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Introduction To The Charismatic Movement
Neil Armstrong B.A., M.Div.
Within the Christian Church today there is great interest in the Charismatic Movement. This is partly due to the fact that it is one of the fastest growing segments of the Church and in the last few years has become a world wide phenomena. This article is not a history of the movement but is an attempt to provide answers to some of the basic questions people ask when they first encounter the Charismatic Movement.
Where do the unique teachings of the Charismatic Movement come from?
Most of what the Charismatic Movement teaches is based on the same doctrine that other Evangelical churches believe. However, this movement has unique interpretations of several key doctrines. These unique interpretations are largely based on the doctrine of the Pentecostal Church: re #6 & #9. These teachings form the basis of the modern day Charismatic Movement.
Why is this important to know?
This is important to know for several reasons. First, knowing this gives someone who wants to learn more about the Charismatic Movement a place to begin their research. Although there are differences between various Charismatic groups most of them have a common doctrinal tradition. Secondly, the doctrines on which they have different interpretations from other Evangelical Christians are central to the Christian Faith. Their unique teachings impact other important doctrines like the atonement, new covenant, new birth, redemption, salvation and the gifts of the Holy Spirit. Because of these differences some Christians view the Charismatic Movement as a separate branch of the Christian church.
How does someone check out their doctrines?
To check out their doctrines someone needs to know which teachings are unique to the
Charismatic Movement. Most Christians believe in the Trinity, the authority of Scripture, the divinity of Jesus Christ, Satan, the fall, sin, the resurrection, justification by faith, the second coming, hell, the judgment, and heaven. Charismatics believe these doctrines as well but their central emphasis is the Baptism of the Holy Spirit, Tongues and Healing. Although many other Christians believe these doctrines, Charismatics have their own distinctive interpretations.
What is the fundamental difference between Charismatic and Evangelical churches?
The fundamental difference is the degree of emphasis which is put on the authority of the Word of God. All Christians agree on the authority of Scripture. But the problem is how we establish it on a practical level. Some put too much emphasis on certain facts and become dogmatic. Others, like the Word Faith Movement, put too much emphasis one aspect, like faith. Still others put too much emphasis on feeling and experience. The best approach is to put one's faith in the facts while keeping a balance between the truth of Scripture and experience. God's inspired Word is the only authoritative source for establishing the facts of the Christian Faith. Feelings and experiences are subjective and must be evaluated in the light of God's Word. It is at this very practical level where Evangelical Christians significantly differ with the methodology and emphasis of the Charismatic Movement.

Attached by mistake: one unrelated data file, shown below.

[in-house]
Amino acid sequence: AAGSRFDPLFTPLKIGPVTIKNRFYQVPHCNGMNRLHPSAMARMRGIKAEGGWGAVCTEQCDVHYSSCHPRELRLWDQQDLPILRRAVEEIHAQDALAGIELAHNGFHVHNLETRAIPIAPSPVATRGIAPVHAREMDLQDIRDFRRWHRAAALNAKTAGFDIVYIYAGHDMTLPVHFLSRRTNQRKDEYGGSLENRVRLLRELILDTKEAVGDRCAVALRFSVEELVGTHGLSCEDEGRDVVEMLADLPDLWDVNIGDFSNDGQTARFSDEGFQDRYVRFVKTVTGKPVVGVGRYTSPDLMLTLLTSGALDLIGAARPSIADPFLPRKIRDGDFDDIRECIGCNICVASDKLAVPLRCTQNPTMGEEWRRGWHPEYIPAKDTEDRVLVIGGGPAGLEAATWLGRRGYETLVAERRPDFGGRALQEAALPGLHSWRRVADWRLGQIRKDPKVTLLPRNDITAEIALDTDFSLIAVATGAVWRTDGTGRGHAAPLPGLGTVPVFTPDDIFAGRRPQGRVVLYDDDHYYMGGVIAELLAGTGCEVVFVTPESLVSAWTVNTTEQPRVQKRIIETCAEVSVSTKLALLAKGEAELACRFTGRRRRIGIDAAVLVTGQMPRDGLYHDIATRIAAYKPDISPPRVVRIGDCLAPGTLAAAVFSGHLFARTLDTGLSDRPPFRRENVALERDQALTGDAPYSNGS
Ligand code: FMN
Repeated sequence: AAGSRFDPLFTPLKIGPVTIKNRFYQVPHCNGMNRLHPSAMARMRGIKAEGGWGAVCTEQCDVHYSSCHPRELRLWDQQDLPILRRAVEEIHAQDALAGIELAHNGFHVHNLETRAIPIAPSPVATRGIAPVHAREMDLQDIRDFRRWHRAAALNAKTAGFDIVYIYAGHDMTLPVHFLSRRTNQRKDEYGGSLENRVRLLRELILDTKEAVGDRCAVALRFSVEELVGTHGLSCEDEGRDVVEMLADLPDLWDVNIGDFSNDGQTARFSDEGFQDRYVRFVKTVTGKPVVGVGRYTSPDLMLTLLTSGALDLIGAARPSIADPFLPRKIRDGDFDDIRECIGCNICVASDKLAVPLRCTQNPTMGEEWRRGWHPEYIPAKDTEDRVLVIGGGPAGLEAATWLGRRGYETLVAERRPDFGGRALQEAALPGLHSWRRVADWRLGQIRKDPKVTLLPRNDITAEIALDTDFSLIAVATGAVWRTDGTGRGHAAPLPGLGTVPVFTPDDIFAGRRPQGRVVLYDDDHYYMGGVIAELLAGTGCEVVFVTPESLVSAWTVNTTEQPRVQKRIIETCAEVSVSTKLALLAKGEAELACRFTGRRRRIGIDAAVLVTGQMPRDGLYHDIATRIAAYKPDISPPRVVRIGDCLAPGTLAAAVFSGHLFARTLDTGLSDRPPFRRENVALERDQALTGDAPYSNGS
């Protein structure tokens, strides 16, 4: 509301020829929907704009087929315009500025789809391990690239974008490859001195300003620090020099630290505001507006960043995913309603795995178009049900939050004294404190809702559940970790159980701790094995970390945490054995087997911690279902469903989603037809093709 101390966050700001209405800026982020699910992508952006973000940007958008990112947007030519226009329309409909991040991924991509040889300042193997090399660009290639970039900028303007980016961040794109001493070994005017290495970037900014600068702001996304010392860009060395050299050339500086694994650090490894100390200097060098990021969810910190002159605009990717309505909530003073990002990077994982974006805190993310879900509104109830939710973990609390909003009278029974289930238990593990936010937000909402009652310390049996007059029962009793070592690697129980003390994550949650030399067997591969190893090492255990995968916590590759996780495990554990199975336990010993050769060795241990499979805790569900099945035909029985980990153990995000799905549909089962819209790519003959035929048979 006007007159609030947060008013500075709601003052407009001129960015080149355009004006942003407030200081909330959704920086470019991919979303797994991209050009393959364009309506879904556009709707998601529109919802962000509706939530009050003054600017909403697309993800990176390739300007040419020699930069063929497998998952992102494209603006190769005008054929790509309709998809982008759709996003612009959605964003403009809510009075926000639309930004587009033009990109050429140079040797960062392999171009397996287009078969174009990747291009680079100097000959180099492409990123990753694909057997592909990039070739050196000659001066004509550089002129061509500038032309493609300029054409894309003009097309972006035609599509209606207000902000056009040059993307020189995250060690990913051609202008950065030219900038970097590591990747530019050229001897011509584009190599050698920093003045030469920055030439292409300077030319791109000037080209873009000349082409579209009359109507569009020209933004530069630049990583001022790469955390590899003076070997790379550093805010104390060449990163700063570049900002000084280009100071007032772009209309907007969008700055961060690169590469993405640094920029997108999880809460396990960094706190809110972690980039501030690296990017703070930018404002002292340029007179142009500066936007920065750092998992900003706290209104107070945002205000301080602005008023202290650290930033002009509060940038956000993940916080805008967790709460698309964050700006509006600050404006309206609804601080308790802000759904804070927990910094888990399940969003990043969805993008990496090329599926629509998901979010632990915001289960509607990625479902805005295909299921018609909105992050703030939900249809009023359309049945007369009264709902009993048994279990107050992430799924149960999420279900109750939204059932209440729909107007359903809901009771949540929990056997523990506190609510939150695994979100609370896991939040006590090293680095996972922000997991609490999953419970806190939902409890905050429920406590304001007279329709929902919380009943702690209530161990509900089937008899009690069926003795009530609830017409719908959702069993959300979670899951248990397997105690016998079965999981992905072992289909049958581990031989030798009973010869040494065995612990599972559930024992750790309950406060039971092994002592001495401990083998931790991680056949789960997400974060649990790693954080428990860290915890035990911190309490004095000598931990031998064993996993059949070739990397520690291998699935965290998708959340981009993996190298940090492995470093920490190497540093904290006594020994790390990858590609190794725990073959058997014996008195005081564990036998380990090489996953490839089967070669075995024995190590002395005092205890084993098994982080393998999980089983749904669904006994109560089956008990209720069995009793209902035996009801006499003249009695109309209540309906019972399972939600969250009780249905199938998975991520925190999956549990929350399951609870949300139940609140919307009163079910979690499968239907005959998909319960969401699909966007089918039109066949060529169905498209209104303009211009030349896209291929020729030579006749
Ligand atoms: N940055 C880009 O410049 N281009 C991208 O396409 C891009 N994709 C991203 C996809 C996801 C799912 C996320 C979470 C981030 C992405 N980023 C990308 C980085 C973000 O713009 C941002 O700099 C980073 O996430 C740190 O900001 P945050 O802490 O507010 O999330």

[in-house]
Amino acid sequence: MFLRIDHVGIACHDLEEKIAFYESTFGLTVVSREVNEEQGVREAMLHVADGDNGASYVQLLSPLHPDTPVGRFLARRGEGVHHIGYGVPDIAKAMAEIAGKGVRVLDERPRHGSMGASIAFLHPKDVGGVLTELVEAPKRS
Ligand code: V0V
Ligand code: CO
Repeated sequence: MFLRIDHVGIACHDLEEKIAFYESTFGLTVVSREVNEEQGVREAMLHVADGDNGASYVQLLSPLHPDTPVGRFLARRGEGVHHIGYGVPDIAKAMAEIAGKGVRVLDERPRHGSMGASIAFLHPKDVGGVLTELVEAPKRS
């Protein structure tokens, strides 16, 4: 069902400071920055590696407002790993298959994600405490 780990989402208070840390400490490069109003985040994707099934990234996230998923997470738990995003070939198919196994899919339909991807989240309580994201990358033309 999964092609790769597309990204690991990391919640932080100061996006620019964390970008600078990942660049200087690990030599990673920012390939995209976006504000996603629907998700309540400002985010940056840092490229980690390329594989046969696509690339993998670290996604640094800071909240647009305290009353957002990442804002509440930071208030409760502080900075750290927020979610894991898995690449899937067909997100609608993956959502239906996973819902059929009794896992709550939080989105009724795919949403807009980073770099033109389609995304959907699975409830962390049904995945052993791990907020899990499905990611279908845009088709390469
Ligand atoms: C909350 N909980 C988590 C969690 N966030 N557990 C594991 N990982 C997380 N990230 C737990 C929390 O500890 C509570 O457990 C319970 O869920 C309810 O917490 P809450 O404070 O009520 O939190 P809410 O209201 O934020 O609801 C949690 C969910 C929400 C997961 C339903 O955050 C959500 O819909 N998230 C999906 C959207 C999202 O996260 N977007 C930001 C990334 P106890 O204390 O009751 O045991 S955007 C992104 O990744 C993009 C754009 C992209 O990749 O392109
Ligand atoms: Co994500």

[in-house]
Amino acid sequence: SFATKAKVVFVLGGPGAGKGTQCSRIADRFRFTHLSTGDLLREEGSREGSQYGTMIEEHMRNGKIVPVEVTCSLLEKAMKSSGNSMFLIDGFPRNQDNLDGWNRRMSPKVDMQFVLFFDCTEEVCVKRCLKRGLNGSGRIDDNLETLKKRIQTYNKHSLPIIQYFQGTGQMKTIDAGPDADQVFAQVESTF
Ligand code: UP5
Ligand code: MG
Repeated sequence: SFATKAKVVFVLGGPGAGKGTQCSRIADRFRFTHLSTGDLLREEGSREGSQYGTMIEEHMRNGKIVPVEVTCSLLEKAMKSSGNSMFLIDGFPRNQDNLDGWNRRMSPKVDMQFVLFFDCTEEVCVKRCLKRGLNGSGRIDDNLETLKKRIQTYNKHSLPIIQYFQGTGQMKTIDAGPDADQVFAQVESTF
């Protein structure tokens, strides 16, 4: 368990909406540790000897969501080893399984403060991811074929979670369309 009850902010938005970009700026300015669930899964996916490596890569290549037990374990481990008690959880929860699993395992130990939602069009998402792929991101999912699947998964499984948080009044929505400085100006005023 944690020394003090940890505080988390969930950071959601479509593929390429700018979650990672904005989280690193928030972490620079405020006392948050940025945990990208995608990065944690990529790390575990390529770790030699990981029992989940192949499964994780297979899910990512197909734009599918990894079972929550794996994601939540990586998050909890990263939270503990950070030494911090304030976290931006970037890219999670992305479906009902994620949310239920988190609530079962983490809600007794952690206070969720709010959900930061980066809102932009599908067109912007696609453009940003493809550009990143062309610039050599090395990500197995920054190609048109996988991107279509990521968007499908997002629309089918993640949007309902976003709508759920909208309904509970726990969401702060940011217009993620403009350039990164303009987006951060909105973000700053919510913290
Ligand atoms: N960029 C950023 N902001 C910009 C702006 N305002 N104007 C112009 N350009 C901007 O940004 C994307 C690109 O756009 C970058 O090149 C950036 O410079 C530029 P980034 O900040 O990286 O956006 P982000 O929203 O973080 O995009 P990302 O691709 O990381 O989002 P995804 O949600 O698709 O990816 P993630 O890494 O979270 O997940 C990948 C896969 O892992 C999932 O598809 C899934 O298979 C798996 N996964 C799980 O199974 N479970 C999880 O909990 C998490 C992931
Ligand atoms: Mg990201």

Because of this difference Evangelicals keep asking, what do the Scriptures teach? How do you know if your experience is from God? What is the standard by which you test your experiences? Evangelicals maintain that the only way to be confident that something is true is to establish everything; every teaching, every practice, every experience, by the Word of God. Establishing everything by the Scriptures may take some of the excitement out of the experience but it is absolutely necessary. When there is not enough emphasis placed on the authority of Scripture, the Christian faith becomes distorted and there are excesses. Unfortunately, some Charismatic churches, TV evangelists and healing ministries are known for their excesses rather than their knowledge of the Scriptures.
How does someone know if they are putting the emphasis in the right place?
Someone is putting the emphasis in the right place when they are willing to change their opinions if they do not line up with Scripture. The attitude must be one of seeking the truth, not one of trying to defend one's point of view. This requires work and the development of some tools to study the Scriptures. These tools include reading the Bible and working on how each book fits into the overall theme. Then finding the purpose of the book and looking for the context of each verse. The next step is to become knowledgeable of the major doctrines. One way to do this is to do word studies and ask specific questions. For example, when doing a study on the Spirit ask, where does one put the emphasis? Is the emphasis on Jesus Christ or the Holy Spirit? It does not take long to see that the emphasis is on Jesus Christ, not the Holy Spirit. When someone establishes the same point of view as the Word of God, they are putting their emphasis in the right place.
It is very hard to be a Christian today without some exposure of the Charismatic Movement. If someone does not have a good handle on the doctrines of the Charismatic Movement, it is easy to adopt their approach to Christianity. Unfortunately, many Christians do not have a good enough knowledge of the Bible. Consequently, some Christians are becoming involved in groups and adopting teachings which could potentially cause them confusion or even be detrimental to their faith. The best way to avoid this is to do a detailed study of the beliefs of any church or group one is interested in and make sure their beliefs are affirmed by the Word of God.